DESTROYED – Russia HITS Power Plant!

Russian strikes destroyed one of Kyiv’s major power plants on April 11, according to energy provider Centrenergo. The Trypillya power plant was the key electricity power to three major Ukraine reasons, one of them being Kyiv.

The airborne drone strike was very effective, prompting Andriy Hota, the chairman of Centrenergo, to describe the scale of the destruction as “terrifying.” The turbines, generators, and transformers were utterly destroyed, Mr. Horta said. Following the initial explosions, fire broke out in the plant’s turbine, spreading further ruin throughout the facility.

In addition to drones, Mr. Hota reveals that multiple missiles were also involved in the strike. Staff who were working at the time ran for cover as soon as they heard the first detonations, and all were able to escape.

Before the war, Mr. Hota’s company operated three power plants providing electricity and heat to Ukrainians. Its Kharkiv regional plant was destroyed in late March of this year, while the Donetsk region plant was seized by Russian forces in 2022. With the destruction of Trypillya. Centrenegro’s entire energy generation capacity in Ukraine has now been obliterated.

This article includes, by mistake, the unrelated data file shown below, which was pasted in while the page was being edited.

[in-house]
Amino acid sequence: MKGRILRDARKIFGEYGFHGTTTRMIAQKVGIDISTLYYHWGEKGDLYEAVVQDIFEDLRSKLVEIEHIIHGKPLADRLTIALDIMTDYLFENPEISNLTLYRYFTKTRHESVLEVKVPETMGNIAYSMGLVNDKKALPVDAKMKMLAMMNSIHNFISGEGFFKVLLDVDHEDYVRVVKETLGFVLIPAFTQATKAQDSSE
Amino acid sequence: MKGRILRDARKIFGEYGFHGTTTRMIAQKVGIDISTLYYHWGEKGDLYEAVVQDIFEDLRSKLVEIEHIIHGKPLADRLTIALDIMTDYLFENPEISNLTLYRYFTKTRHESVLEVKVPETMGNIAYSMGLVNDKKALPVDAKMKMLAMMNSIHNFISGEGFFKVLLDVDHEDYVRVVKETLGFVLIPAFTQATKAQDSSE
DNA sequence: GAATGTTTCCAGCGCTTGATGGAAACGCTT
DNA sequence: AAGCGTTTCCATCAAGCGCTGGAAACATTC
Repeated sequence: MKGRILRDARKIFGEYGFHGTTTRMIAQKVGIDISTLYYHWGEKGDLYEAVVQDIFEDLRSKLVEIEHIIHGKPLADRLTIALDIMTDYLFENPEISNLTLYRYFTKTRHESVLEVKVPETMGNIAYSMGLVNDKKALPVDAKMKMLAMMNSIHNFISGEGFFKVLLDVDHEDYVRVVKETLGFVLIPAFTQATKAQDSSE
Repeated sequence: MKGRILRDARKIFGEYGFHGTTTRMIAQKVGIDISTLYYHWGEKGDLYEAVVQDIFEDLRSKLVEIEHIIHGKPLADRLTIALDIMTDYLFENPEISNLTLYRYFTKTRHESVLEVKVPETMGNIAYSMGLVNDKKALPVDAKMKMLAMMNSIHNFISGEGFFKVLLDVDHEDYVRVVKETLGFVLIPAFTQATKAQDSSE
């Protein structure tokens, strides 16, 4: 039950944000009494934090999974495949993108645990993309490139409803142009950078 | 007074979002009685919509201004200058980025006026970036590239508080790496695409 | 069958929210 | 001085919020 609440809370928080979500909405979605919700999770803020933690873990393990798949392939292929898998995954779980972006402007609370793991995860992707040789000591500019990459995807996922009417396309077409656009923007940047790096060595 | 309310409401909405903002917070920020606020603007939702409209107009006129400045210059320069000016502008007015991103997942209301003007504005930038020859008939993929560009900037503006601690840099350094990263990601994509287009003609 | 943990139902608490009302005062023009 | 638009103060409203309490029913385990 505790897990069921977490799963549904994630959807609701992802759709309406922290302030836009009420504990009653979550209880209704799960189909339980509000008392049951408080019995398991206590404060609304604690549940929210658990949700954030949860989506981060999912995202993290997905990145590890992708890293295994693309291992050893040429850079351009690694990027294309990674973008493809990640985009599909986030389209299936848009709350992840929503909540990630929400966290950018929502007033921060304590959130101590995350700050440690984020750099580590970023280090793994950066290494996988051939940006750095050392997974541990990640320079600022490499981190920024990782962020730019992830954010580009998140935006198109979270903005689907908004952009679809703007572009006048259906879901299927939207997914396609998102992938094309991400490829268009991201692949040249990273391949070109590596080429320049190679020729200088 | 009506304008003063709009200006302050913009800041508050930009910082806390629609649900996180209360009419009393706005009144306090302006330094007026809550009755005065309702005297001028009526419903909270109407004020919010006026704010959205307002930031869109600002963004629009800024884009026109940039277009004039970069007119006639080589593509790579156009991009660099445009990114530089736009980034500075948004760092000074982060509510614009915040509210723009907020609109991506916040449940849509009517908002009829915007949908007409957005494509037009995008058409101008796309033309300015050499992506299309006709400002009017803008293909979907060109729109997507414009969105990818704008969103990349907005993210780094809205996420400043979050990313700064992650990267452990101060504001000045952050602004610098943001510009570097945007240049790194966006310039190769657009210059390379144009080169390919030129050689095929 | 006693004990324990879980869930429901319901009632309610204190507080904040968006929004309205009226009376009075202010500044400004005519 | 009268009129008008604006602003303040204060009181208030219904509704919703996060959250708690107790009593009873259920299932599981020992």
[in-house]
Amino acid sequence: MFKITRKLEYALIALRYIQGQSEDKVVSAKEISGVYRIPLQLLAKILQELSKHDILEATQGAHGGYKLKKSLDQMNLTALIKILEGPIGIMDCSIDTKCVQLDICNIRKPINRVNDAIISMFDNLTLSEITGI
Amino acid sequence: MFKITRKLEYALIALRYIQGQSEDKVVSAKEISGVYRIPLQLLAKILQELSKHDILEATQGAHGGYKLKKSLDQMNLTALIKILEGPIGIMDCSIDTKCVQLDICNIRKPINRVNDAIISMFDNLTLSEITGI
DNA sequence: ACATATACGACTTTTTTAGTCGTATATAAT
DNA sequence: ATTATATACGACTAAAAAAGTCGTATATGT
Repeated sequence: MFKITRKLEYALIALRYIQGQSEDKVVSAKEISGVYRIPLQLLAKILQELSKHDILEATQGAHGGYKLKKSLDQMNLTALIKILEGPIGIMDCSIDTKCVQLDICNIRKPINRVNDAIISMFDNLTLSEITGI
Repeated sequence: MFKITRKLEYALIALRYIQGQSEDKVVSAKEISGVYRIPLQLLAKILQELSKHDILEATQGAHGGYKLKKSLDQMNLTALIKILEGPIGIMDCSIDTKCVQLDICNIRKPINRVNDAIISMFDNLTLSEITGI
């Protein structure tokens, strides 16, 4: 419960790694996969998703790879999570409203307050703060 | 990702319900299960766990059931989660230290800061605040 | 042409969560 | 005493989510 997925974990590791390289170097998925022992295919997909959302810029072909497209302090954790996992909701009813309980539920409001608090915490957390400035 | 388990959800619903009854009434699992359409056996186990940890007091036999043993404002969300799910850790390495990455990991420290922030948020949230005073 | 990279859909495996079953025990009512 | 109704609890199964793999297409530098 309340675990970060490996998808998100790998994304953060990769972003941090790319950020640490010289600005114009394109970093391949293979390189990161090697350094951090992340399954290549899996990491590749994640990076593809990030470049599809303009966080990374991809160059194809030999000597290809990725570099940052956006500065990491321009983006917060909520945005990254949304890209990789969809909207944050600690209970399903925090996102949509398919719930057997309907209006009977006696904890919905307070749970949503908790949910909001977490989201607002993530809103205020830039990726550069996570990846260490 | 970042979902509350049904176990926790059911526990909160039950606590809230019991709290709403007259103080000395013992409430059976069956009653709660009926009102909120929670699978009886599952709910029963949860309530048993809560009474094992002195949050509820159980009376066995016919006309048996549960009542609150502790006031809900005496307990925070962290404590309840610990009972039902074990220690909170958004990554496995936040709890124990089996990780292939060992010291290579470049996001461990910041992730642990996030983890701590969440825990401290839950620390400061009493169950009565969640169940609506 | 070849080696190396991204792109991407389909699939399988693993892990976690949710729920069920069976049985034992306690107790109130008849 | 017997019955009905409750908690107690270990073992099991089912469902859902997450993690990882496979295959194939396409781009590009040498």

The loss of the energy supply shouldn’t pose a problem for Ukraine during the summer months, but when next winter comes, Mr. Hota believes that the loss will create a “giant problem.”

Centrenegro, he said, could rebuild the plant, but not without protection and ongoing defense commitments from Ukrainian forces.

Local residents have been urged to charge all their devices, stockpile water, and shut their windows.

This strike marks the latest in a strategic program in Russia’s war aimed at crippling Ukraine’s energy infrastructure and depriving the Ukrainian government of the energy resources it needs to effectively coordinate command and control operations.

It was also one of a number of strikes across all of Ukraine in Thursday’s early hours. More than 80 drones and missiles were deployed by Russia against Ukrainian targets, and nearly a third of those made it past Ukraine’s defenses.